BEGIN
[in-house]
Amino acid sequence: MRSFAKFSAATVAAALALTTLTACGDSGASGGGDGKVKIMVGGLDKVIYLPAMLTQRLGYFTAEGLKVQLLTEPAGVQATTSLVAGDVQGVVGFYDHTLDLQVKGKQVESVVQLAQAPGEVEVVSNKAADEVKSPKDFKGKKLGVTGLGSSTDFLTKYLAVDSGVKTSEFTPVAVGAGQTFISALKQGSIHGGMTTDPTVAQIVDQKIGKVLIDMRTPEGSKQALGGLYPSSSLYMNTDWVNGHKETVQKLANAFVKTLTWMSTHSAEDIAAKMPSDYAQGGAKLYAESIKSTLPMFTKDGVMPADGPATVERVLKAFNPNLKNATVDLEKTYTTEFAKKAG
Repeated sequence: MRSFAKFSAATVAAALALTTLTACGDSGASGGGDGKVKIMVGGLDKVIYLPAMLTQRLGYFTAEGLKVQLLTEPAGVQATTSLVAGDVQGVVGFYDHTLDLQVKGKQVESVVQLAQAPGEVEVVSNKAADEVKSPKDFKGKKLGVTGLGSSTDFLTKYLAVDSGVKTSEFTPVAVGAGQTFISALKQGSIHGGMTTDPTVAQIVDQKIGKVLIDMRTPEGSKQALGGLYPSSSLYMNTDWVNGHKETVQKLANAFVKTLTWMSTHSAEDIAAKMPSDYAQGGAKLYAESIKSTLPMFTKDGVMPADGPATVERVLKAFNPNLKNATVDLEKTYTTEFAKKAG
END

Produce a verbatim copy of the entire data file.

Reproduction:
[in-house]
Amino acid sequence: MRSFAKFSAATVAAALALTTLTACGDSGASGGGDGKVKIMVGGLDKVIYLPAMLTQRLGYFTAEGLKVQLLTEPAGVQATTSLVAGDVQGVVGFYDHTLDLQVKGKQVESVVQLAQAPGEVEVVSNKAADEVKSPKDFKGKKLGVTGLGSSTDFLTKYLAVDSGVKTSEFTPVAVGAGQTFISALKQGSIHGGMTTDPTVAQIVDQKIGKVLIDMRTPEGSKQALGGLYPSSSLYMNTDWVNGHKETVQKLANAFVKTLTWMSTHSAEDIAAKMPSDYAQGGAKLYAESIKSTLPMFTKDGVMPADGPATVERVLKAFNPNLKNATVDLEKTYTTEFAKKAG
Repeated sequence: MRSFAKFSAATVAAALALTTLTACGDSGASGGGDGKVKIMVGGLDKVIYLPAMLTQRLGYFTAEGLKVQLLTEPAGVQATTSLVAGDVQGVVGFYDHTLDLQVKGKQVESVVQLAQAPGEVEVVSNKAADEVKSPKDFKGKKLGVTGLGSSTDFLTKYLAVDSGVKTSEFTPVAVGAGQTFISALKQGSIHGGMTTDPTVAQIVDQKIGKVLIDMRTPEGSKQALGGLYPSSSLYMNTDWVNGHKETVQKLANAFVKTLTWMSTHSAEDIAAKMPSDYAQGGAKLYAESIKSTLPMFTKDGVMPADGPATVERVLKAFNPNLKNATVDLEKTYTTEFAKKAG